Recent

% | $
Quotes you view appear here for quick access.

SandRidge Energy, Inc. Message Board

  • bogwa1406 bogwa1406 Oct 2, 2013 6:24 PM Flag

    Billionaire investor Wilbur Ross...on CNBC fast money says Obama's increasing pace of GTL plants and export facilities

    will accelerate the recovery in natgas pricing and the sector is a good investment. Duhhhhh ! I already had BAC @ $5 a share when Warren Buffet had a rubber ducky bathtub moment and bought in @$7. Now we have Wilbur Ross figuring out which direction natgas is heading.......Rainbow, myself and others have been preaching the coming natgas price revival for a while. It warms the cockles of one's heart to hear billionaires triumph the position "you already have" !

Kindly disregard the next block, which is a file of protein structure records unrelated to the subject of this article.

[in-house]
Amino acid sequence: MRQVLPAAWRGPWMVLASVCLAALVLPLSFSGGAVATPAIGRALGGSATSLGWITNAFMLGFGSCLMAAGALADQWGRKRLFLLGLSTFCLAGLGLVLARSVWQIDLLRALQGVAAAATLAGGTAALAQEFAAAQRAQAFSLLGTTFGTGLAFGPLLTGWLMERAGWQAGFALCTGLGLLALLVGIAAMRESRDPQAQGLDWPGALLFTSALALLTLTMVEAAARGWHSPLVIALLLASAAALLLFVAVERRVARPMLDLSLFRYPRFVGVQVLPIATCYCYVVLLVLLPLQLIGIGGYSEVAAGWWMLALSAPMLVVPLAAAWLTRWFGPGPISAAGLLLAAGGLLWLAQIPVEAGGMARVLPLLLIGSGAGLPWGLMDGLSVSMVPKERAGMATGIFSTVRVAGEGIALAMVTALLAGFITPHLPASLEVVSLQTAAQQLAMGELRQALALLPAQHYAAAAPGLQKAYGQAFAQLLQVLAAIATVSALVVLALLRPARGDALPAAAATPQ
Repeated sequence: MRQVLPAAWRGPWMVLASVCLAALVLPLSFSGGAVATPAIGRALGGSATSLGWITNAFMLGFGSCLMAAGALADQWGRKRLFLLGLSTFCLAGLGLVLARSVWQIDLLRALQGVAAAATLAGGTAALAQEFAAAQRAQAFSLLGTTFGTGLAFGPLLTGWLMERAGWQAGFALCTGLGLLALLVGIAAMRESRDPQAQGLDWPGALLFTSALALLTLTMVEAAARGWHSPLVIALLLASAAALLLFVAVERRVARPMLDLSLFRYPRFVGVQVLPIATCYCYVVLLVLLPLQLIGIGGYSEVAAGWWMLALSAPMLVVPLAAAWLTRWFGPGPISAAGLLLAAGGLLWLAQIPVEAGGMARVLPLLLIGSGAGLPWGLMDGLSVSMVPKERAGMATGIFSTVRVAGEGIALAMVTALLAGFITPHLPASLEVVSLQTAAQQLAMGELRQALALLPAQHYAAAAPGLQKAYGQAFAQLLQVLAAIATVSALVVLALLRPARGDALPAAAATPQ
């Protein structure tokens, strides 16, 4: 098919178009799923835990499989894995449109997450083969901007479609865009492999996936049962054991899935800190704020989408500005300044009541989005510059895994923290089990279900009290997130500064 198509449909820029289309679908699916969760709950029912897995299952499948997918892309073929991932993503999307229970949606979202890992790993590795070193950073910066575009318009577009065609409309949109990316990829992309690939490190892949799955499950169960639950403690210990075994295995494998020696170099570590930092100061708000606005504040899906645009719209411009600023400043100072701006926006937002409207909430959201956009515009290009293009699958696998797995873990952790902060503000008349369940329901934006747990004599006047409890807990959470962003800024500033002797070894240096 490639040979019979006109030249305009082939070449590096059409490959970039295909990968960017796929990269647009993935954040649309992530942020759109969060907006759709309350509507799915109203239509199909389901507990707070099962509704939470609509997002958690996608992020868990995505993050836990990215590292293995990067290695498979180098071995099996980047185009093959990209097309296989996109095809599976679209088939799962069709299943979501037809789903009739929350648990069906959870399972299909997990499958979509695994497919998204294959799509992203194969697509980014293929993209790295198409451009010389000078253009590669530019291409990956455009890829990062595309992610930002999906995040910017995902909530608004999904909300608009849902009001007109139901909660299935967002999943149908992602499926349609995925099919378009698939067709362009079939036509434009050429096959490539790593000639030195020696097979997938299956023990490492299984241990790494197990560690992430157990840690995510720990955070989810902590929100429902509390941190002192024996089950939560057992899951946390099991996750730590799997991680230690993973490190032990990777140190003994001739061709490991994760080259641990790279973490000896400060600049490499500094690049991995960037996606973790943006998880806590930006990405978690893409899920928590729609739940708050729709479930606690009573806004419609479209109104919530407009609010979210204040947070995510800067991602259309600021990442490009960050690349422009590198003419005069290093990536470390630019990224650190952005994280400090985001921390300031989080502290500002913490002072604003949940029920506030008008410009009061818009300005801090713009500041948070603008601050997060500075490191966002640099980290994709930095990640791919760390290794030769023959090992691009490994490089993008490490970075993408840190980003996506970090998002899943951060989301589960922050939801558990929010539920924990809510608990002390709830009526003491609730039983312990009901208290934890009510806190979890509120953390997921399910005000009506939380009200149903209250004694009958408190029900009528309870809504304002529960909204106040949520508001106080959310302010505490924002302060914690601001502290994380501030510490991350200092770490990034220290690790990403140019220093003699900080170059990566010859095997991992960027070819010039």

Actually the natgas scenario isn't that difficult to analyze. Because natgas prices got so high in the US and dry gas was expensive and high decline rates....natgas was losing to cheap coal. When Aubrey (CHK) began the shale discoveries they and all others piled into hitting high dollar natgas and supplies overwhelmed the takeaway/consumer capacities. Hence we went from sky high natgas to sub $2 natgas....but the upside to a pricing bust is all the additional straws sucking at that low energy price. So while the low price starts killing the EP's and they park rigs and cut capex....simultaneously....more straws keep getting stuck into the cheap natgas glass. It's just a classic boom/bust cycle that repeats itself in most commodities. The biggest difference I see going forward is that the GTL's / export facilities will act to remove the "landlocked" natgas cycles of the past. I would expect by 2016 at the latest US natgas prices will be priced more on the global market as a sufficient number of export facilities will be on line by then. It's basically a repeat of what occurred on WTI when the Bakken and Permian supplies were bottlenecked...steeply discounted to Brent. What happened as soon as the rail and pipeline takeaway capacity came on ?...WTI is now priced to the global benchmark. Natgas will repeat the same scenario. JMHO....GLTA